Thanks to two long-time employees at the Prescott Public Library, patrons have a wide selection of sometimes hard-to-find reading categories: graphic novels, and audiobooks for young adults and children.
Russ Miller, a library employee for 17 years, and Jennifer Kendall, an eight-year employee, have both taken their literary passions to another level, benefitting the library along the way.
And national organizations have taken note.
Miller, adult services librarian has been instrumental in growing the library’s extensive collection of graphic novels.
“He really has led the way in selecting materials to create our robust collection of graphic novels,” said Martha Baden, library manager of public services, said of Miller, who will retire today, Jan. 12, after 17 years.
“For many years he has reviewed for Library Journal, a professional publication that serves libraries across the country as librarians base purchases on reviews,” Baden said. “Upon his retirement, Library Journal named Russ ‘Reviewer of the Year.”
In the award, the Journal’s Annalisa Pesek said of Miller: “Distinguished, eloquent, and adventurous, Russell Miller is a valuable member of the LJ family of reviewers. In addition to covering an impressive range of graphic novels for Xpress Reviews, he also evaluates historical fiction and thrillers …”
Baden noted that Miller “has many, many talents,” including bagpiper, comic artist, and “wonderful writer and reviewer with a passion for graphic novels.”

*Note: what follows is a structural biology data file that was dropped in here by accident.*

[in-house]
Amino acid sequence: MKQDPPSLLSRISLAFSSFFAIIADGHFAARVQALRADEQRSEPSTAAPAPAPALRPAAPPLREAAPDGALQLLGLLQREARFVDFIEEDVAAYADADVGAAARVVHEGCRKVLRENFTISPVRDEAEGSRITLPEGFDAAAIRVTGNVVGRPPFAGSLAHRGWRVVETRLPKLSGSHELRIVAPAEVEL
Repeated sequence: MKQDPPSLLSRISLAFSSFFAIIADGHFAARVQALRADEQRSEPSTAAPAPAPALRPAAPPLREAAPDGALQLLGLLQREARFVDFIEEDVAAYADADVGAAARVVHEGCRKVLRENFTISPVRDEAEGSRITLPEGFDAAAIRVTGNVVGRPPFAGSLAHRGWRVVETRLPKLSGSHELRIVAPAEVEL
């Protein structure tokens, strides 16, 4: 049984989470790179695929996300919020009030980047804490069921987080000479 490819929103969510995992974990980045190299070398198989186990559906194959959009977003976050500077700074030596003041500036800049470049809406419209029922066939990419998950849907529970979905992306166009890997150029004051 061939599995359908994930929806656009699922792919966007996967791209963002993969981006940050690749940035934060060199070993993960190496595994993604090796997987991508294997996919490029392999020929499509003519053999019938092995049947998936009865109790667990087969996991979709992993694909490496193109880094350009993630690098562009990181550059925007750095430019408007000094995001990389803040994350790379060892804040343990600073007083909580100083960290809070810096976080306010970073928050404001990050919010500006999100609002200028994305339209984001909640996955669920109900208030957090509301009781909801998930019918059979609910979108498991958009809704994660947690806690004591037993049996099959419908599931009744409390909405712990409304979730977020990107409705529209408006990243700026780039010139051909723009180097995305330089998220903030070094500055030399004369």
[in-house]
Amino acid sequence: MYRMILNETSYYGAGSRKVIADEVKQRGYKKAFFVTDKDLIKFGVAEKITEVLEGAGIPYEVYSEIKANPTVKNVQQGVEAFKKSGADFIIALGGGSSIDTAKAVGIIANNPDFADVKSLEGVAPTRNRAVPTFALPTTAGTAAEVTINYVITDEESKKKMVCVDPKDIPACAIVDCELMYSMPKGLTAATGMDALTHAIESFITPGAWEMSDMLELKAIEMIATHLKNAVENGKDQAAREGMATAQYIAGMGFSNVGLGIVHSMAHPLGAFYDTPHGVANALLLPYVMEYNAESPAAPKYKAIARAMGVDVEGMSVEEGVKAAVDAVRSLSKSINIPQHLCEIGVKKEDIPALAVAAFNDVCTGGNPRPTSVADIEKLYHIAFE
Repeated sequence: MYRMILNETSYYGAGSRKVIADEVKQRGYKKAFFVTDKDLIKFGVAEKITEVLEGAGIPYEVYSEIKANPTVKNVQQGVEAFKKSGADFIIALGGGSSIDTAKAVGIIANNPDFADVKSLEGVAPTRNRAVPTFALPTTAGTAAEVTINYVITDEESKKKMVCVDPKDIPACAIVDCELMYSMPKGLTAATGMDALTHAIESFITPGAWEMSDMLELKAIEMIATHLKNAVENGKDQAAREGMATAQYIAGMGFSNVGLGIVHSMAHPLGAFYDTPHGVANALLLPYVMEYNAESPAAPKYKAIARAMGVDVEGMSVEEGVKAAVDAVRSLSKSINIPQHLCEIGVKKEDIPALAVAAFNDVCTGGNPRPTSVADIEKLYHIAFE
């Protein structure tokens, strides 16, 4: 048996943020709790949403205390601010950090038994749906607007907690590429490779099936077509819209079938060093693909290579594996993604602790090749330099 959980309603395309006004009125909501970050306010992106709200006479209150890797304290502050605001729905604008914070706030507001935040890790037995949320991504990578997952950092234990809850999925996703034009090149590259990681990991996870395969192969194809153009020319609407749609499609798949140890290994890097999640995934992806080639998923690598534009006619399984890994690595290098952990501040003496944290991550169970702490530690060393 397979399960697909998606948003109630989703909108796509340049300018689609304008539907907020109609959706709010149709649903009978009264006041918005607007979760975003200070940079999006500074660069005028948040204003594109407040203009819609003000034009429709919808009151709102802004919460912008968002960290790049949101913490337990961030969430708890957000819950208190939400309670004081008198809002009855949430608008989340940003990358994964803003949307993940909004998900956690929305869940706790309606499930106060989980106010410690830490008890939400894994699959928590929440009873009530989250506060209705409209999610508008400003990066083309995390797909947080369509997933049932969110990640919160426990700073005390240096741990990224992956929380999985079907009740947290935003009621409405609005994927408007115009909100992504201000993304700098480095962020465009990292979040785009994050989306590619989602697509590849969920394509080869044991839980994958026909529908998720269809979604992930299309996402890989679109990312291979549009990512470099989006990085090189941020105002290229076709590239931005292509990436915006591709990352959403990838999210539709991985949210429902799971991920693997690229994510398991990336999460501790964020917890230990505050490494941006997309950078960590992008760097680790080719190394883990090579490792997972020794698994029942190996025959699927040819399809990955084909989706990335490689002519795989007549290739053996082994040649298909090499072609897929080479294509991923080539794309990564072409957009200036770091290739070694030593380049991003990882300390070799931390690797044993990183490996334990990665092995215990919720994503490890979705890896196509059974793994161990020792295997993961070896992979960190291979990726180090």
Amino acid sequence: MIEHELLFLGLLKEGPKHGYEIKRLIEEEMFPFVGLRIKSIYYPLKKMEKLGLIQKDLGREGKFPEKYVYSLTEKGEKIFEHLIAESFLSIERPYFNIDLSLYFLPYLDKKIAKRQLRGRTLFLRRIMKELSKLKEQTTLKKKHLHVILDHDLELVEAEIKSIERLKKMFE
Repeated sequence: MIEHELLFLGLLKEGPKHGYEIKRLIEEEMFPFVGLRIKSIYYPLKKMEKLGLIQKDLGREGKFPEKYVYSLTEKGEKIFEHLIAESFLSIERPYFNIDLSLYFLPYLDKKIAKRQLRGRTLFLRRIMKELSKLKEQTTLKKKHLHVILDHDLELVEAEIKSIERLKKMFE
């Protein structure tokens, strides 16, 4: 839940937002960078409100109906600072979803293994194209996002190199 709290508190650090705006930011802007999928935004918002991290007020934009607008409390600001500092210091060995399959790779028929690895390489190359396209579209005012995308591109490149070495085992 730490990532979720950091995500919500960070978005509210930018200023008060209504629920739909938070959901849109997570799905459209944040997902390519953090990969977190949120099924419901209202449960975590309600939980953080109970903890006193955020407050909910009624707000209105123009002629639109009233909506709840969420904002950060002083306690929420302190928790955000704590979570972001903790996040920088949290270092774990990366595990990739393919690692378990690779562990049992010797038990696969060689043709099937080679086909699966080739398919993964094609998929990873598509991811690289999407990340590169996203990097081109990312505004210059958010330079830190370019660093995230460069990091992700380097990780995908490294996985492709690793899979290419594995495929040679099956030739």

For fellow library employees, she added, “Every card for every staff member always includes a little Russ comic.”
Kendall, lead librarian for youth services, has focused on young readers – both at the library, and at the Mile High Middle School, and the Yavapai County Juvenile Detention Center, where she leads book clubs.
Baden said her record with those programs made her “an amazing candidate” for the 2018 Odyssey Award Committee, an American Library Association’s award for outstanding audiobooks for young people.
“Jennifer has such a passion for literature,” Baden said. “(She) is so well-read and has so influenced children and tends in the area with her passion for books …”
Baden noted that the Odyssey group is a “very small and very distinguished committee” that is made up of librarians and teachers from around the country, and Jennifer was invited to participate.”
Over the past year or so, Kendall said she has listened to 70 to 80 audiobooks for young people to help identify the best among the entries. Meanwhile, she has been able to add many more audiobooks for young people to the library’s inventory, and has been able to recommend those selections to the library’s young patrons.
Kendall will travel to Denver later this month to confer with the Odyssey Award Committee to make the final decision about this year’s winners, Baden said.